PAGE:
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a014d57 Feb 15, 2018
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The Mesh Programming Guide

Concepts and Terminology

The PolyMesh class provides methods for creating and removing vertices, edges, and faces. These primitive elements are termed the mesh features.

A poly mesh is based on a kernel. A kernel is the actual storage of the mesh features. The kernel is essentially a multi-index set. That is to say a kernel provides an interface for accessing mesh features based on indices, handles, and iterators.

The connectivity of the polymesh data structure is based on indices. Each mesh feature set has its own unique index set:

vertices = {v0 ,v1, v2, v3, ...}
halfedges = {h0 ,h1, h2, h3, ...}
edges  = {e0,e1,e2,....}
faces = {f0,f1,f2,....}

Notice that the index 0 is present in each feature set, so is 1, 2 etc.. Indices are thus only unique within the feature set.

A handle is an unique key that can be used to lookup the corresponding mesh feature in constant time. In terms of array based storage a handle would simply be implemented as the number of the array entry holding the mesh feature. Thus a handle provides random access to mesh features in constant time, but they can not be used to iterate the mesh features. Iterators is a well known concept these can be used to iterate over all vertices, edges, halfedges or faces.

The kernel type is responsible for defining and exposing index types, handle types and iterator types. Besides the kernel type provides lookup methods, handle validation tests etc..

Notice the semantics, a handle can be null this is a unique value meaning that the handle explicitly points to nothing. A non-null handle may be both valid and non-valid. If the non null handle identifies existing data in the mesh, then the handle is defined to be valid. If no corresponding data exist then the handle is non-valid.

Handles can be copied and remain valid, also handles remain valid upon deletion of other mesh features in the mesh. A handle should only become invalid if and only if the corresponding mesh feature of the handle is deleted. This is unlike iterators and circulators which may become invalid upon deletion and insertion.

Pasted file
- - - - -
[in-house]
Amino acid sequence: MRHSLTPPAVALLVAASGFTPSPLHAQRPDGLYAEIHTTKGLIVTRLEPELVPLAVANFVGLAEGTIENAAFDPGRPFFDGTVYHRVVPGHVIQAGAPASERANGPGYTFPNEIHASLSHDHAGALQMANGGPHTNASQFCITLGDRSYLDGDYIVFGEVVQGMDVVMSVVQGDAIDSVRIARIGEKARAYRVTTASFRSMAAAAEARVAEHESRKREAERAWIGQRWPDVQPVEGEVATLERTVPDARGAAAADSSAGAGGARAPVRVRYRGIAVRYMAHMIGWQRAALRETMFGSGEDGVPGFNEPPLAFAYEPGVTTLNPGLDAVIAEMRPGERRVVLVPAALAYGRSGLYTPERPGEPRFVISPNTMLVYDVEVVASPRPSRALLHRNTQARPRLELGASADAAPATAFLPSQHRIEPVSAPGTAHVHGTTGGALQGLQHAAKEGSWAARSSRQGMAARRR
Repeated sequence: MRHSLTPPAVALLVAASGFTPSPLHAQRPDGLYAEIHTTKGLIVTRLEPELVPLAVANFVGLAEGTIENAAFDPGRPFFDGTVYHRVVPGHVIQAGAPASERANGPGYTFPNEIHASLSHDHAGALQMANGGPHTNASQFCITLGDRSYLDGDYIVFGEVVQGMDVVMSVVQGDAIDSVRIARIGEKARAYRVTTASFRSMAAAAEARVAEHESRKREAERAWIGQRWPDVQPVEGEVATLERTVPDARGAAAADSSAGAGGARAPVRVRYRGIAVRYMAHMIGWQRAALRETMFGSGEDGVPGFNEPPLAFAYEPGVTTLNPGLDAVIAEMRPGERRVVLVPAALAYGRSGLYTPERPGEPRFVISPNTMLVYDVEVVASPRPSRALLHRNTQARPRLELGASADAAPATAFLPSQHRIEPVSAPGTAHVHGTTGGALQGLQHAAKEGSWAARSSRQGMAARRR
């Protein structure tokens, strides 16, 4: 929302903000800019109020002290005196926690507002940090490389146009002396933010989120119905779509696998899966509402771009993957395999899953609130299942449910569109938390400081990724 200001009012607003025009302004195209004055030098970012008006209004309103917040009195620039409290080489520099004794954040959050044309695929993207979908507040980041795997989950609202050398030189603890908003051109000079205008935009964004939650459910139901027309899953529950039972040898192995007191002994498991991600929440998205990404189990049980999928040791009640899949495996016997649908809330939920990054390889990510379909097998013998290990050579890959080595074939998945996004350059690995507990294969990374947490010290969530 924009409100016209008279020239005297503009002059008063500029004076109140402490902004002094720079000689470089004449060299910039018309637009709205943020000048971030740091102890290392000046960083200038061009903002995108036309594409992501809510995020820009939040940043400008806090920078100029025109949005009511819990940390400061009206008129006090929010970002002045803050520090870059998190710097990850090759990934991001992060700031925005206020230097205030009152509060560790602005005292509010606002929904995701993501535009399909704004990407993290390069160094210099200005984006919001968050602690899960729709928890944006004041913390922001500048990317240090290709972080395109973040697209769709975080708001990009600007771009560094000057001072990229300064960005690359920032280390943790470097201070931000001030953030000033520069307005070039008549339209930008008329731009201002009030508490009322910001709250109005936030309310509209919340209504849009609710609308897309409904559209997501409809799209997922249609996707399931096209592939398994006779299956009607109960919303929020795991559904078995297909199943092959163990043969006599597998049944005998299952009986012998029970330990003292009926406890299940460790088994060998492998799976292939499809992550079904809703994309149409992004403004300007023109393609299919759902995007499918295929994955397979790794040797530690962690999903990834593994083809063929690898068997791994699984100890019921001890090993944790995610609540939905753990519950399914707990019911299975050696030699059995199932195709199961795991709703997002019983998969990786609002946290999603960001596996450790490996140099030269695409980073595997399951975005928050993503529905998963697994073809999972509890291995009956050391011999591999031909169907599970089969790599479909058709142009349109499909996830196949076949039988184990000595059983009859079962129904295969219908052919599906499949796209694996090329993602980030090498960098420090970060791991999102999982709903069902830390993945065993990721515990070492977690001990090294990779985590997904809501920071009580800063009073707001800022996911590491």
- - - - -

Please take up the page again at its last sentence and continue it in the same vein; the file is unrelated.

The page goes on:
A circulator is similar in concept to an iterator. It provides a means to iterate over the 1-ring neighborhood of a vertex or a face. The major difference between a circulator and an iterator is that a circulator does not have a designated starting and end position. One simply iterates from one neighboring mesh feature until the same feature is encountered again.

Finally, features support traits, this basically mean that the end user can extend or change any types or data members on mesh features as he or she pleases. The polymesh data structure only cares about topology and connectivity of mesh features. Although it does have a vertex creation method, which takes a coordinate vector argument. This was added for convenience and implies that all algorithms in OpenTissue assumes that the position of a vertex can be accessed through the vector data member m_coord. Other than this, there are no other bindings at this time of writing.

Code Examples

Now some code examples to get you up and running quickly. First we define a mesh type, using default kernel and traits, and then we instantiate a mesh:

typedef OpenTissue::polymesh::PolyMesh<> mesh_type;
mesh_type   m_mesh;

Now add three new vertices:

typedef typename mesh_type::math_types     math_types;
typedef typename math_types::vector3_type  vector3_type;

mesh_type::vertex_handle v0 = m_mesh.add_vertex(vector3_type(0,0,0));
mesh_type::vertex_handle v1 = m_mesh.add_vertex(vector3_type(-10,0,0));